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Wildlife Center Recommends Taking Bird Feeders Down Immediately

The Southwest Virginia Wildlife Center of Roanoke is recommending that everyone take down their bird feeders for the time being. There are a large number of bird deaths occurring in several states such as Virginia, Maryland, Ohio, Indiana, Kentucky, and West Virginia. Indiana, Kentucky, and West Virginia have already urged their residents to take down their feeders.

“Although no cases have been reported in Southwest Virginia there have been cases reported to our east and west,” said Wildlife Center Director Sabrina Garvin. “We are not sure whether this is pesticide related, viral, fungal, or bacterial. There are many labs currently hard at work trying to figure out what’s causing this illness, however, in the meantime we ask that we put a hard stop on all bird feeders. We request that people be proactive not reactive until we know more.”


Sick Blue Jay with this disease (source Virginia Department of Wildlife Resources)

Background: The most common birds affected are Blue Jays, American Robins, common Grackles, and Starlings. Not all birds have the same symptoms but some common ones are:


  • Tremors
  • Hold their heads with a tilt
  • Have trouble balancing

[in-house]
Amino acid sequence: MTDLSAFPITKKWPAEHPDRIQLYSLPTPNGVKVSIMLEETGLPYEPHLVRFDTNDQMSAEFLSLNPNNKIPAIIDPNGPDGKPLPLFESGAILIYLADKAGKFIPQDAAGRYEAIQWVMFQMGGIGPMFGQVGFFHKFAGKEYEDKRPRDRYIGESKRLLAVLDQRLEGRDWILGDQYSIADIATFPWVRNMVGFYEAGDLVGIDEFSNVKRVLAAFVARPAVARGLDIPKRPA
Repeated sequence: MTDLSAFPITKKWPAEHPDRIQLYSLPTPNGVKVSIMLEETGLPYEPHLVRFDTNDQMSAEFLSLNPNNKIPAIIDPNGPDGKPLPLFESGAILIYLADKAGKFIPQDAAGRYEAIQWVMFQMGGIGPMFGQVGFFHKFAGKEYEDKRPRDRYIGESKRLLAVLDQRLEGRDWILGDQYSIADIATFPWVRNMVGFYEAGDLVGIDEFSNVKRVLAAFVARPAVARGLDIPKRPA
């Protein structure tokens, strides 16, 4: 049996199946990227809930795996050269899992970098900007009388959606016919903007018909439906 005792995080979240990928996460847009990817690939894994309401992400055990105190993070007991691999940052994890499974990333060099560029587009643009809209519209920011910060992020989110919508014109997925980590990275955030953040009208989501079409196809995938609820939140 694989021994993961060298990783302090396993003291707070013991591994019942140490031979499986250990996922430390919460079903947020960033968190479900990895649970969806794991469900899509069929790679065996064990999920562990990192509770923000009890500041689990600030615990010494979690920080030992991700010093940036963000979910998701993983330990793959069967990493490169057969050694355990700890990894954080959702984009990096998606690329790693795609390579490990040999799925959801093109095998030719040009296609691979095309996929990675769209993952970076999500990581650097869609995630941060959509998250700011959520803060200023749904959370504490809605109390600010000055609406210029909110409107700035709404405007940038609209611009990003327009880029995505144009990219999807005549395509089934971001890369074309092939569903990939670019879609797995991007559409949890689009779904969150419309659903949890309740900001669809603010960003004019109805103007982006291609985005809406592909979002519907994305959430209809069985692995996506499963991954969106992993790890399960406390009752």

• Eyes are swollen, encrusted, or have oozing discharge.  

“While the symptoms have not yet been reported in SW VA it has been reported in areas to our east and west,” said Garvin, “So, it is highly likely that it is already here or will come through soon. We definitely recognize we don’t know enough about the situation yet (nobody does), but we try to base our advice on the best available evidence and guidance from multiple state and federal wildlife officials that we currently have.”

A majority of birds are not reliant on bird feeders right now given the time of year and can find plenty of food without human help, and the center feels that preventing possible transmission altogether (removing an area where birds congregate) preemptively was safest for the birds.

“Based on the best evidence available and after speaking with several veterinarians and professional wildlife biologists about the issue this seems to be the general consensus right now, regardless of if it is viral, bacterial, pesticides, etc.,” said Garvin. “That could change as new evidence comes in. But we’re trying our best given what we’ve been told by people who study these phenomena professionally.”

If you come across a bird with these symptoms contact the Department of Wildlife Resources or the Southwest Virginia Wildlife Center of Roanoke. (540-798-8545 or [email protected])

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